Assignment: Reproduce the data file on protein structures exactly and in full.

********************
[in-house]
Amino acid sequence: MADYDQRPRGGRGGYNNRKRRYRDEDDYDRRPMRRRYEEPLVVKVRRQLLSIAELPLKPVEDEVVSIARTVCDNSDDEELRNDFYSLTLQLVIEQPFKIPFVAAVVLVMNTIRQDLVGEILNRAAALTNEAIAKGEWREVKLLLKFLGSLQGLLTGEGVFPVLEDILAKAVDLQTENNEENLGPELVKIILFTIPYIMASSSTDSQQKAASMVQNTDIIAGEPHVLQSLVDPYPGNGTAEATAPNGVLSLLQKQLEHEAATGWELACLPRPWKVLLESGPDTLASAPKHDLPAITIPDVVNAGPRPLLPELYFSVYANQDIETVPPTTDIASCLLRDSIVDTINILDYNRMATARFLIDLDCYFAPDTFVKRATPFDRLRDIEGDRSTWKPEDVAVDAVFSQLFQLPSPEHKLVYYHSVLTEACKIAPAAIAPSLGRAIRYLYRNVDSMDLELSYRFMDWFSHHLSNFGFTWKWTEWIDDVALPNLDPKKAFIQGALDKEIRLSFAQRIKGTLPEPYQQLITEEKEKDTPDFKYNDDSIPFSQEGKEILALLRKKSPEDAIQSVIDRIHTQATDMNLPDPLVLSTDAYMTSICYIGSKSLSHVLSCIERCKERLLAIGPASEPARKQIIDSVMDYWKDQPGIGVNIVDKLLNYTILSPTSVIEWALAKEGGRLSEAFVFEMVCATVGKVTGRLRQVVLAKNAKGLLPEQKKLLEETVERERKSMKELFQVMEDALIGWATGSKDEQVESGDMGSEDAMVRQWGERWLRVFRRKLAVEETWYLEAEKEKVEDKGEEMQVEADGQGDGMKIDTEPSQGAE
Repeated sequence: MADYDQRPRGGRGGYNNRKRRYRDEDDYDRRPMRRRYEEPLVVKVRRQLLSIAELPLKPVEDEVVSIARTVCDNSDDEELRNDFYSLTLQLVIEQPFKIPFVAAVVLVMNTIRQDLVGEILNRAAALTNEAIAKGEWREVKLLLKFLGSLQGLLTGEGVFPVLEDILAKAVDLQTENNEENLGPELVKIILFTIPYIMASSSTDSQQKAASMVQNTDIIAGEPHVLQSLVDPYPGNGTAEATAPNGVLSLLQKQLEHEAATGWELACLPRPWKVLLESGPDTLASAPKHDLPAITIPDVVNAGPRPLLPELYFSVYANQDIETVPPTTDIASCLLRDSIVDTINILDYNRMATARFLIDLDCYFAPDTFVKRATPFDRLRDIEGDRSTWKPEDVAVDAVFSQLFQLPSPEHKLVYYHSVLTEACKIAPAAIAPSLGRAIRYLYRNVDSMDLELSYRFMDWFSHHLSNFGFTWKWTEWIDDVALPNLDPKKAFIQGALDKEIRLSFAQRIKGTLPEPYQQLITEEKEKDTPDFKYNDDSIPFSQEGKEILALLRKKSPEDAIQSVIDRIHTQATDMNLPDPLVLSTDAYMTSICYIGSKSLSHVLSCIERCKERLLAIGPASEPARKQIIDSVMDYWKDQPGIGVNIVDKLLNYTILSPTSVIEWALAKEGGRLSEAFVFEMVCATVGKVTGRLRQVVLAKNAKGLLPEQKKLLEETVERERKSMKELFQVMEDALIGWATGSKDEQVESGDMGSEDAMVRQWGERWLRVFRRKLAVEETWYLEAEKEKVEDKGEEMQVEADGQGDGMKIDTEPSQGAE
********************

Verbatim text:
[in-house]
Amino acid sequence: MADYDQRPRGGRGGYNNRKRRYRDEDDYDRRPMRRRYEEPLVVKVRRQLLSIAELPLKPVEDEVVSIARTVCDNSDDEELRNDFYSLTLQLVIEQPFKIPFVAAVVLVMNTIRQDLVGEILNRAAALTNEAIAKGEWREVKLLLKFLGSLQGLLTGEGVFPVLEDILAKAVDLQTENNEENLGPELVKIILFTIPYIMASSSTDSQQKAASMVQNTDIIAGEPHVLQSLVDPYPGNGTAEATAPNGVLSLLQKQLEHEAATGWELACLPRPWKVLLESGPDTLASAPKHDLPAITIPDVVNAGPRPLLPELYFSVYANQDIETVPPTTDIASCLLRDSIVDTINILDYNRMATARFLIDLDCYFAPDTFVKRATPFDRLRDIEGDRSTWKPEDVAVDAVFSQLFQLPSPEHKLVYYHSVLTEACKIAPAAIAPSLGRAIRYLYRNVDSMDLELSYRFMDWFSHHLSNFGFTWKWTEWIDDVALPNLDPKKAFIQGALDKEIRLSFAQRIKGTLPEPYQQLITEEKEKDTPDFKYNDDSIPFSQEGKEILALLRKKSPEDAIQSVIDRIHTQATDMNLPDPLVLSTDAYMTSICYIGSKSLSHVLSCIERCKERLLAIGPASEPARKQIIDSVMDYWKDQPGIGVNIVDKLLNYTILSPTSVIEWALAKEGGRLSEAFVFEMVCATVGKVTGRLRQVVLAKNAKGLLPEQKKLLEETVERERKSMKELFQVMEDALIGWATGSKDEQVESGDMGSEDAMVRQWGERWLRVFRRKLAVEETWYLEAEKEKVEDKGEEMQVEADGQGDGMKIDTEPSQGAE
Repeated sequence: MADYDQRPRGGRGGYNNRKRRYRDEDDYDRRPMRRRYEEPLVVKVRRQLLSIAELPLKPVEDEVVSIARTVCDNSDDEELRNDFYSLTLQLVIEQPFKIPFVAAVVLVMNTIRQDLVGEILNRAAALTNEAIAKGEWREVKLLLKFLGSLQGLLTGEGVFPVLEDILAKAVDLQTENNEENLGPELVKIILFTIPYIMASSSTDSQQKAASMVQNTDIIAGEPHVLQSLVDPYPGNGTAEATAPNGVLSLLQKQLEHEAATGWELACLPRPWKVLLESGPDTLASAPKHDLPAITIPDVVNAGPRPLLPELYFSVYANQDIETVPPTTDIASCLLRDSIVDTINILDYNRMATARFLIDLDCYFAPDTFVKRATPFDRLRDIEGDRSTWKPEDVAVDAVFSQLFQLPSPEHKLVYYHSVLTEACKIAPAAIAPSLGRAIRYLYRNVDSMDLELSYRFMDWFSHHLSNFGFTWKWTEWIDDVALPNLDPKKAFIQGALDKEIRLSFAQRIKGTLPEPYQQLITEEKEKDTPDFKYNDDSIPFSQEGKEILALLRKKSPEDAIQSVIDRIHTQATDMNLPDPLVLSTDAYMTSICYIGSKSLSHVLSCIERCKERLLAIGPASEPARKQIIDSVMDYWKDQPGIGVNIVDKLLNYTILSPTSVIEWALAKEGGRLSEAFVFEMVCATVGKVTGRLRQVVLAKNAKGLLPEQKKLLEETVERERKSMKELFQVMEDALIGWATGSKDEQVESGDMGSEDAMVRQWGERWLRVFRRKLAVEETWYLEAEKEKVEDKGEEMQVEADGQGDGMKIDTEPSQGAE